It seems that quite a few technologies that are gaining mindshare now through new developments have been available and stable in Zope for many years. As an outsider, I want to be able to consume bits of Zope technologies for other kinds of projects.

    The problem that Zope has is that its technologies aren’t accessible to outsiders in the same way as Supervisor. To the rest of us, the Zope world is largely a mysterious monolith. Projects like Grok make it easier to get started by bringing Rails-like conventions to Zope development, but many of the core Zope technologies remain largely inaccessible for new purposes without putting in a lot of effort.

    Repoze is changing that in a significant way. Repoze is packaging Zope technologies into components and middleware that can be easily deployed on WSGI servers. This is a win for Zope applications because it means better deployment options like Apache and mod_wsgi. Breaking up the monolith and providing more options will help the longevity of their platform.

    For the rest of us, a more modular world of Zope means that eventually, many of the interesting technologies that Zope has to offer will be closer in reach and more practical through a combination of WSGI middleware and better packaging.

    Repoze already seems to have great momentum and I’ll be watching it with interest. I look forward to exploring what the Zope world has to offer through Repoze.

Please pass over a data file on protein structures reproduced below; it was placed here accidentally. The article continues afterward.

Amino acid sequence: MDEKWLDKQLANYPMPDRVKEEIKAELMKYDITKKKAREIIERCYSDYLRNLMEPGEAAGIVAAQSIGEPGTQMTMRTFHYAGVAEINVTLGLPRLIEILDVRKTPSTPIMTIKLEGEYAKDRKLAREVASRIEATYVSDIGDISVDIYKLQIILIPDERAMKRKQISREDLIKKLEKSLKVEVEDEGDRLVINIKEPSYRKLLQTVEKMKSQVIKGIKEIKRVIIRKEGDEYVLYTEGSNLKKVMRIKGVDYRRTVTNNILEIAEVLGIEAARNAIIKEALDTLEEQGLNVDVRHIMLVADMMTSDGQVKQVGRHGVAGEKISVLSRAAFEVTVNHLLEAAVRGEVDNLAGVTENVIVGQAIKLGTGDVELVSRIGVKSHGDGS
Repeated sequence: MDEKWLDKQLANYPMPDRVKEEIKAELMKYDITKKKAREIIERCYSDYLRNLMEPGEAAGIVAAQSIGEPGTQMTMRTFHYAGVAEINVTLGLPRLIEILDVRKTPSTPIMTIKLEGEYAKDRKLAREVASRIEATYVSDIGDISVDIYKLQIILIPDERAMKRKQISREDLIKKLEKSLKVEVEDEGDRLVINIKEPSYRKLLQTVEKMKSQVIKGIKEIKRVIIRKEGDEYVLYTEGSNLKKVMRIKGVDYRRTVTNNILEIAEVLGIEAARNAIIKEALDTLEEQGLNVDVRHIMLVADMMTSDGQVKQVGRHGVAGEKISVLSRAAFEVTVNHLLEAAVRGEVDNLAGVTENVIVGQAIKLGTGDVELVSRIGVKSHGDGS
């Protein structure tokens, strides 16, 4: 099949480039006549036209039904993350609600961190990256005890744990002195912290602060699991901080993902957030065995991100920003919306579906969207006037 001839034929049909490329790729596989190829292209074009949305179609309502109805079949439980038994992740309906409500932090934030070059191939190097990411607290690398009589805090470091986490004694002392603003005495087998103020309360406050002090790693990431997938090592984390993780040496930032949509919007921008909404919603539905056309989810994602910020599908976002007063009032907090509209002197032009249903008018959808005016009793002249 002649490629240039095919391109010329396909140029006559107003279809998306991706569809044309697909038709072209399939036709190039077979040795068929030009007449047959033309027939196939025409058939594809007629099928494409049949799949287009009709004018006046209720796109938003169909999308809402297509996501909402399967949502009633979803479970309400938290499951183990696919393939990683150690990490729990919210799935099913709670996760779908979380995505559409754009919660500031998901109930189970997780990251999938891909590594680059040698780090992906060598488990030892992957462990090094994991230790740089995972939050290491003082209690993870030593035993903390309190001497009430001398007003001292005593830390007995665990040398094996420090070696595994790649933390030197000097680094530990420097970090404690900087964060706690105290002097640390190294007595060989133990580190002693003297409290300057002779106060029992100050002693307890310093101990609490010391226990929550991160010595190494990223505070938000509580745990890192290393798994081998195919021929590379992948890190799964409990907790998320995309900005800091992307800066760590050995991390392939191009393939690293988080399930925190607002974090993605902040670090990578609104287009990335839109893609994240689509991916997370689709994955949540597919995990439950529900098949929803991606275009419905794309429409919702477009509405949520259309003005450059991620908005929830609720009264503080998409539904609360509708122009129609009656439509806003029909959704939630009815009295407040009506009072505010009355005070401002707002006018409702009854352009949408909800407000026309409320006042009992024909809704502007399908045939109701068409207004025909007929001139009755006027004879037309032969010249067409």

Update: This post was featured on Repoze Notes.

  • New in Horde: Routes Sep 15, 2007

    Posted by Mike Naberezny in PHP,Python

    I’m pleased to announce the first release of Horde/Routes, a new URL mapping system for PHP 5. This package provides classes for mapping URLs into the controllers and actions of an MVC system, inspired by Ruby on Rails.

    There are already quite a few existing libraries that do this sort of thing for PHP. Horde/Routes is a compelling alternative.

    I examined most of these PHP solutions and found them all inadequate for various reasons, particularly because we wanted RESTful routing, named routes, sophisticated matching, PHP 5 E_STRICT, and extensive test coverage.

    Since I do quite a bit of Ruby and Python programming, I surveyed the options in those languages and decided to do a full port of the Python library, Routes.

    Horde/Routes provides these features and more:

    • Supports route recognition and generation
    • Sophisticated matching conditions like subdomains
    • Named routes and RESTful route generation
    • PEAR-style naming and coding standards
    • PHP 5 E_STRICT compliant, web framework agnostic
    • A comprehensive unit test suite

    I decided to contribute the code to Horde’s Rampage project because Horde is one of PHP’s oldest and most successful projects. I’m using and contributing to other Horde libraries and I think Rampage is worth your attention.

    The Python version has been around for some time and is very popular with different Python web frameworks. Horde/Routes is now part of that ecosystem now and has already resulted in patches being committed back to the Python version.